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Ozinga v. Price

United States Court of Appeals, Seventh Circuit

April 28, 2017

Timothy Ozinga, et al., Plaintiffs-Appellants,
Thomas E. Price, Secretary of Health and Human Services, et al., Defendants-Appellees.

          Argued November 1, 2016

         Appeal from the United States District Court for the Northern District of Illinois, Eastern Division. No. l:13-cv-03292 - Thomas M. Durkin, Judge.

          Before EASTERBROOK, ROVNER, and SYKES, Circuit Judges.

          ROVNER, Circuit Judge.

         Ozinga Brothers, Inc. ("Ozinga Brothers") is a family-owned firm supplying ready-mix concrete products and services to builders primarily in the Chicago metropolitan area. The company, along with its owners and senior managers (collectively, "Ozinga") filed this suit in 2013, challenging the so-called contraception mandate emanating from the Patient Protection and Affordable Care Act of 2010 (the "Affordable Care Act"), 124 Stat. 119 (Mar. 23, 2010). The mandate is embodied in federal regulations implementing a requirement of the Affordable Care Act that non-exempt and non-grandfathered group health plans provide specified preventative-health services to plan participants without cost-sharing; among those services are contraceptives approved by the Food and Drug Administration. See 42 U.S.C. § 300gg-13(a)(4); 45 C.F.R. § 147.130(a)(1)(iv); 29 C.F.R. § 2590.715-2713(a)(1)(iv); 26 C.F.R. § 54.9815-2713(a)(1)(iv); (women's preventative service guidelines) (visited April 26, 2017). Employers who refuse to provide such services are subject to substantial fines. See 26 U.S.C. § 4980H. Ozinga regards certain of the contraceptives covered by the mandate as potential abortifacients, the use of which is proscribed by the firm owners' and managers' religious tenets. Invoking the Religious Freedom Restoration Act ("RFRA"), 42 U.S.C. § 2000bb, et seq., among other statutory and constitutional provisions, Ozinga sought declaratory and injunctive relief barring the enforcement of the mandate.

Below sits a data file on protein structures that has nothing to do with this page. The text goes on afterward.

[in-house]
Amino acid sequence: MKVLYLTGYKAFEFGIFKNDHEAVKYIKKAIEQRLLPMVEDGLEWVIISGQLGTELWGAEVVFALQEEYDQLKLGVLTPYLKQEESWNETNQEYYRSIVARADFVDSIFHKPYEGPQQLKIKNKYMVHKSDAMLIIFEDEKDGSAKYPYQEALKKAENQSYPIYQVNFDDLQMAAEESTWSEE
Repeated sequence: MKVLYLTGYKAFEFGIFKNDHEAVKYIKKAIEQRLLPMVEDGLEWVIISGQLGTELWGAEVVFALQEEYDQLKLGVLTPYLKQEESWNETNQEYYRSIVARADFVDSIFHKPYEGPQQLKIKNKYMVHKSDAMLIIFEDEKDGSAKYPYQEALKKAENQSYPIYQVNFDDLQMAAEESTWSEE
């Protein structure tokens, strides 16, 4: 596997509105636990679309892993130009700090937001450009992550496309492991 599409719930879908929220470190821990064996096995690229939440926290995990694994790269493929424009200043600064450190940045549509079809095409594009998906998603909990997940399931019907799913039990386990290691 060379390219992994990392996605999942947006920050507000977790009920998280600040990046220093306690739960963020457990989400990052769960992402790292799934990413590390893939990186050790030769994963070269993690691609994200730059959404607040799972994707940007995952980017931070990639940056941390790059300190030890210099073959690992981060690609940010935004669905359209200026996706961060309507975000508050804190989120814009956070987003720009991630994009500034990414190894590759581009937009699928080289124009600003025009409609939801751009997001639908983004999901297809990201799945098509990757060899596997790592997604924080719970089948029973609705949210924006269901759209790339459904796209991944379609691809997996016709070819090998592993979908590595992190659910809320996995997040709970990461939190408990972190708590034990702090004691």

By the time Ozinga filed suit in 2013, the government had established an accommodation for certain religious employers that provided for alternate means of ensuring employee access to the contraceptive services specified by the mandate without payment or direct involvement by an objecting employer. 76 Fed. Reg. 46, 621, at 46, 623 (Aug. 3, 2011); 77 Fed. Reg. 8725 (Feb. 15, 2012); see also 78 Fed. Reg. 39, 870, at 39, 873-882 (July 2, 2013) (simplifying and clarifying criteria identifying employers eligible for exemption); 45 C.RR. §147.131(a) & b(2)(i). However, the accommodation was not then available to any for-profit employers like Ozinga Brothers. Ozinga's complaint highlighted the discrepancy See R. 1 ¶¶ 105-08, 112-16, 170-76, 206, 227-28, 245. At the same time, the complaint made no allegation suggesting that an extension of the accommodation to for-profit firms would be insufficient to resolve Ozinga's religious objections to the mandate.